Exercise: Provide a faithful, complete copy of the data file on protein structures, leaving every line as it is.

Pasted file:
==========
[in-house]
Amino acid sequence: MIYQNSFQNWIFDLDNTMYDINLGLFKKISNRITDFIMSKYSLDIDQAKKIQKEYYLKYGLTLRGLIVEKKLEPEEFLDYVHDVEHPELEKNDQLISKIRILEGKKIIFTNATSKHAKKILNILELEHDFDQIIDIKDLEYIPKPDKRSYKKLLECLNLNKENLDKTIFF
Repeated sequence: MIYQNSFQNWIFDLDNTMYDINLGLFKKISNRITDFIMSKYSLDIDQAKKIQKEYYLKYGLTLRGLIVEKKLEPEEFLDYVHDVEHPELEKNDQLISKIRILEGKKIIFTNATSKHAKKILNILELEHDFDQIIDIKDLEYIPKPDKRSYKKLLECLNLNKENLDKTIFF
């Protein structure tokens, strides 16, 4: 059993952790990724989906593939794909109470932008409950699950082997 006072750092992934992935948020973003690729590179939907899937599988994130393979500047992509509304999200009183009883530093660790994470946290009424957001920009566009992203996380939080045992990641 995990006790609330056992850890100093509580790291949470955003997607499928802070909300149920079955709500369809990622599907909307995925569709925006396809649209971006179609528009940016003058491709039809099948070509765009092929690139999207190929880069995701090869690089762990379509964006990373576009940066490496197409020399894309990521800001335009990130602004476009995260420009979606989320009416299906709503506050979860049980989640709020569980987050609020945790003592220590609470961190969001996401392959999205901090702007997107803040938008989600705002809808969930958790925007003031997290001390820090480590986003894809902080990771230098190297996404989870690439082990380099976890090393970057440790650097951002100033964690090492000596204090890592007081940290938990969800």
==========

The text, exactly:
[in-house]
Amino acid sequence: MIYQNSFQNWIFDLDNTMYDINLGLFKKISNRITDFIMSKYSLDIDQAKKIQKEYYLKYGLTLRGLIVEKKLEPEEFLDYVHDVEHPELEKNDQLISKIRILEGKKIIFTNATSKHAKKILNILELEHDFDQIIDIKDLEYIPKPDKRSYKKLLECLNLNKENLDKTIFF
Repeated sequence: MIYQNSFQNWIFDLDNTMYDINLGLFKKISNRITDFIMSKYSLDIDQAKKIQKEYYLKYGLTLRGLIVEKKLEPEEFLDYVHDVEHPELEKNDQLISKIRILEGKKIIFTNATSKHAKKILNILELEHDFDQIIDIKDLEYIPKPDKRSYKKLLECLNLNKENLDKTIFF
């Protein structure tokens, strides 16, 4: 059993952790990724989906593939794909109470932008409950699950082997 006072750092992934992935948020973003690729590179939907899937599988994130393979500047992509509304999200009183009883530093660790994470946290009424957001920009566009992203996380939080045992990641 995990006790609330056992850890100093509580790291949470955003997607499928802070909300149920079955709500369809990622599907909307995925569709925006396809649209971006179609528009940016003058491709039809099948070509765009092929690139999207190929880069995701090869690089762990379509964006990373576009940066490496197409020399894309990521800001335009990130602004476009995260420009979606989320009416299906709503506050979860049980989640709020569980987050609020945790003592220590609470961190969001996401392959999205901090702007997107803040938008989600705002809808969930958790925007003031997290001390820090480590986003894809902080990771230098190297996404989870690439082990380099976890090393970057440790650097951002100033964690090492000596204090890592007081940290938990969800």